Do you have a child that is always on the go, talks too much, won't sit still, can't seem to follow directions or complete tasks, doesn't pay attention, can't keep track of his or her things, cannot play quietly, or is forgetful? Sure, many of these qualities are just kids just being kids, especially if they are younger in age. However, if these symptoms don't improve over time and are beginning to affect your child's school, family and social life, they could be due to something called Attention deficit/Hyperactivity Disorder (ADHD).
ADHD stands for AttentionDeficit/Hyperactivity Disorder and it is a common behavioral disorder that affects approximately 10% of U.S. children ages four to seventeen. Symptoms usually arise in early childhood, and can continue throughout teenage years into adulthood. Despite numerous studies, researchers have yet to pinpoint an exact cause of ADHD. Nonetheless, these studies have suggested there is a strong genetic link because ADHD can run in families. There also is evidence to suggest that exposure to pesticides or lead in early childhood, brain injury, and prematurity and/or low birthweight may increase likelihood of having ADHD.
ADHD is characterized by developmentally inappropriate levels of inattention, impulsivity and hyperactivity. It is classified into three subtypes, “primarily inattentive”, “primarily hyperactive” and “combined type” which would be inattentive and hyperactive. There is a common misconception that ADHD only applies to the child who is hyperactive, impulsive and is always bouncing off the walls. This isn't true because the calm and quiet child could also have ADHD with predominantly inattentive symptoms. In addition to subtypes, ADHD can be classified as “mild”, “moderate” or “severe”. In the same way a child may have mild asthma with symptoms occasionally affecting activities of daily living, you can also have mild ADHD.
There is no single test to diagnose ADHD. It is a complex process that takes time and effort and involves collecting information from the child's parents, teachers, and health careprofessionals. The most recommended method by medical organizations is to complete an ADHD rating form by at least 2 adults from 2 different settings, usually home and school. ABC Pediatrics uses the Vanderbilt, (click here), but other institutions may use the Conners evaluation forms. In order for a diagnosis of ADHD to be made, children should have 6 or more symptoms of the disorder present for greater than 6 months and symptoms must have appeared before 12 years of age. In addition, the child's health care provider will do a thorough medical history and physical examination in order to screen for other conditions that could be affecting the child's behavior.
If a diagnosis of ADHD is made, the treatment varies depending on the child's age and severity. Treatment for ADHD is multimodal, usually consisting of behavioral, educational, medical, and psychological intervention. Many parents are hesitant to put their child on medication, but it seems to be an essential part of treatment for ADHD as medications have outperformed behavioral and nutritional therapy alone in clinical trials. The medications for ADHD fall into two categories: psychostimulants and nonstimulants. Stimulants are the first line therapy as they have been the most widely studied. The effectiveness of nonstimulant medication is based on limited clinical trials and, mostly, clinical experience. The child's provider will tailor medication to the special needs of the child and his or her family with the end goal being the best possible outcome with the least amount of side effects. Most side effects are mild and short-term and include appetite suppression, insomnia, anxiety, and agitation. In the same way some parents might be hesitant to put their child on medication, they also need to be aware that there is no magic pill to cure ADHD. Medications will not control the child's behavior, but they will decrease symptoms of ADHD so the child can function more effectively at school and at home.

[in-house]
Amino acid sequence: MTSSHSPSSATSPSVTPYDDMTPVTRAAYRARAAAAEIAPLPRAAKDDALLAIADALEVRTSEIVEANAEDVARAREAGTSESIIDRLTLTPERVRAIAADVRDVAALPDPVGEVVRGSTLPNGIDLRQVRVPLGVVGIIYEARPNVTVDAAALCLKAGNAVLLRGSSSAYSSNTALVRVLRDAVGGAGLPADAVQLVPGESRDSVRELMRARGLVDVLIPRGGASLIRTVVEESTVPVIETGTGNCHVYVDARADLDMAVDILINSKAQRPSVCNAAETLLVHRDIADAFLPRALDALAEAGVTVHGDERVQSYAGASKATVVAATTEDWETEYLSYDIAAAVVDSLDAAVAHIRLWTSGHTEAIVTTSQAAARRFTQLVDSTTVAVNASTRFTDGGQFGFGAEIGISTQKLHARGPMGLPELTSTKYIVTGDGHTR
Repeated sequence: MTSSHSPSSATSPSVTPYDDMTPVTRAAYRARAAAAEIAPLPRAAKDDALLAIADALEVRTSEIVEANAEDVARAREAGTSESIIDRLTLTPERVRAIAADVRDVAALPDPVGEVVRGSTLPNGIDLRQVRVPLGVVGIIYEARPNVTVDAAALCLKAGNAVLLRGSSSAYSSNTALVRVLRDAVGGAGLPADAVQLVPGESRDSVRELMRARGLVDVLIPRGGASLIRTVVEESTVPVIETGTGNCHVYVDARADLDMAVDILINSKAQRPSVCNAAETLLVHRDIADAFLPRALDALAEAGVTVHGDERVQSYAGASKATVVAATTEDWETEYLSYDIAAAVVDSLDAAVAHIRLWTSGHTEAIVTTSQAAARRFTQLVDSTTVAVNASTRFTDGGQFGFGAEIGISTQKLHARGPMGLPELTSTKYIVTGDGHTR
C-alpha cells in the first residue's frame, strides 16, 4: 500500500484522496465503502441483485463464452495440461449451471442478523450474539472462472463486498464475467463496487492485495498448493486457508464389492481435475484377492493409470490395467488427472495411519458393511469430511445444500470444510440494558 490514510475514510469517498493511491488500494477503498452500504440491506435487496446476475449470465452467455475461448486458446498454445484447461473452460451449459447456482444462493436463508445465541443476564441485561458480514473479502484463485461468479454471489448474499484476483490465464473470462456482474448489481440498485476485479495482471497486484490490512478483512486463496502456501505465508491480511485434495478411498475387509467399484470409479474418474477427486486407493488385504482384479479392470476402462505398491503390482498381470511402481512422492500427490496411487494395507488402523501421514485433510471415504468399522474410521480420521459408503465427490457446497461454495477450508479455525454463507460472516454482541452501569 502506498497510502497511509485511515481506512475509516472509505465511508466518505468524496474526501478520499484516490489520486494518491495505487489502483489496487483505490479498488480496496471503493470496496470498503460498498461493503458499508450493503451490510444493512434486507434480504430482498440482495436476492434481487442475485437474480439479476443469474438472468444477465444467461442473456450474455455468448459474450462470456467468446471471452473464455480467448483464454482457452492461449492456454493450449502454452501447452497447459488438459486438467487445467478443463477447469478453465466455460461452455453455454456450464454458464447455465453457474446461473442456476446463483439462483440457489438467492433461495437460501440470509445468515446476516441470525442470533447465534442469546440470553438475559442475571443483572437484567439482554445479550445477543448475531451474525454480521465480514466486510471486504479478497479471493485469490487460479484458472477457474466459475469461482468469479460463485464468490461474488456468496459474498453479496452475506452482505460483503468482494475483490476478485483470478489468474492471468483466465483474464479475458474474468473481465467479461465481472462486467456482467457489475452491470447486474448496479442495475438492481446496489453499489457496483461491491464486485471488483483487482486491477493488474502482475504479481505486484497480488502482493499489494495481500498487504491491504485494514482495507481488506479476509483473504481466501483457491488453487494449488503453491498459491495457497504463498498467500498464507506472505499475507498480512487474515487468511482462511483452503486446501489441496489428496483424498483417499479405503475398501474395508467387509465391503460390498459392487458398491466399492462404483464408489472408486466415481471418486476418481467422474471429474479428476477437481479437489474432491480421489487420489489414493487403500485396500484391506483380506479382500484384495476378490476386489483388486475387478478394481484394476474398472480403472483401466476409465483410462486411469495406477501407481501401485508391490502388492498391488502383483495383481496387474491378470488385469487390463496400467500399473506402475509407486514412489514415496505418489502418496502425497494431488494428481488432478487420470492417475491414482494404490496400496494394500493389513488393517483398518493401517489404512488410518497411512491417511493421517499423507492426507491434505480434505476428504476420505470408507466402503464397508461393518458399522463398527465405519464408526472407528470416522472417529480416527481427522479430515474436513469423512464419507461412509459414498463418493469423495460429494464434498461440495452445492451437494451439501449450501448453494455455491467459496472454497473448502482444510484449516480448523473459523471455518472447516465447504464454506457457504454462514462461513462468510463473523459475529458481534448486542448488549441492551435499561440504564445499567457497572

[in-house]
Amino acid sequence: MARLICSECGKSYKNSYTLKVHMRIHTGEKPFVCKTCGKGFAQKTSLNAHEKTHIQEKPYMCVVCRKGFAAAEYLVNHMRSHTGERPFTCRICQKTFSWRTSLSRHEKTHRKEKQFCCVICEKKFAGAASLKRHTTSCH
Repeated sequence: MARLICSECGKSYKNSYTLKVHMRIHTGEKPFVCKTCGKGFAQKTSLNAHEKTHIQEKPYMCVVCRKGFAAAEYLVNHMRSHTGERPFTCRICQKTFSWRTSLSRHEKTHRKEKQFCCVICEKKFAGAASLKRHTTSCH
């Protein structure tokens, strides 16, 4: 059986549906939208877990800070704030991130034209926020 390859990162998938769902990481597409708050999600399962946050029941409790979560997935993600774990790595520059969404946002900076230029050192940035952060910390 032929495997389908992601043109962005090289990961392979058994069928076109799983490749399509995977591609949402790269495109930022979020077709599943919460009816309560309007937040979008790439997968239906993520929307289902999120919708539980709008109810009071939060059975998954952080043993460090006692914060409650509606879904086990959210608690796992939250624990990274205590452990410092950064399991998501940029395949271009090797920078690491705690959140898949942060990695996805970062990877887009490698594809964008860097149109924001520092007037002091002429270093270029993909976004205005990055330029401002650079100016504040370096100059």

Finally, parents need to be aware that after a diagnosis is made, it is just the beginning of a long journey ahead. The first step is to become better educated in all things ADHD. Read as much as you can and don't hesitate to contact your health care provider with any questions that may come up.
Parenting a child with ADHD can be difficult, confusing and stressful. Parents may have to change the way in which they rear their children in some instances. There are a wealth of resources available and I will often direct my patient's families to the Children and Adults with Attention Deficit/Hyperactivity Disorder (CHADD) website (click here) and if you live in Utah, the Utah Academy of Child and Adolescent Psychiatry (UACAP) (click here) is great as well.
Last, but not least, the following informational brochure is loaded with tips for parenting a child with ADHD (click here) As always, please do not hesitate to contact us here at ABC Pediatrics with additional questions. We are here for you!
*Information provided adapted from the American Academy of Pediatrics “ADHD: Clinical Practice Guidelines for the Diagnosis, Evaluation, and Treatment of Attention Deficit/Hyperactivity Disorder in Children and Adolescents”, the Utah Academy of Child and Adolescent Psychiatry's website on ADHD, and from the Children and Adults with Attention Deficit/Hyperactivity Disorder's website.
Mary-Faith Fuller, CPNP
I am a Pediatric Nurse Practitioner who has worked at ABC Pediatrics since January 2014.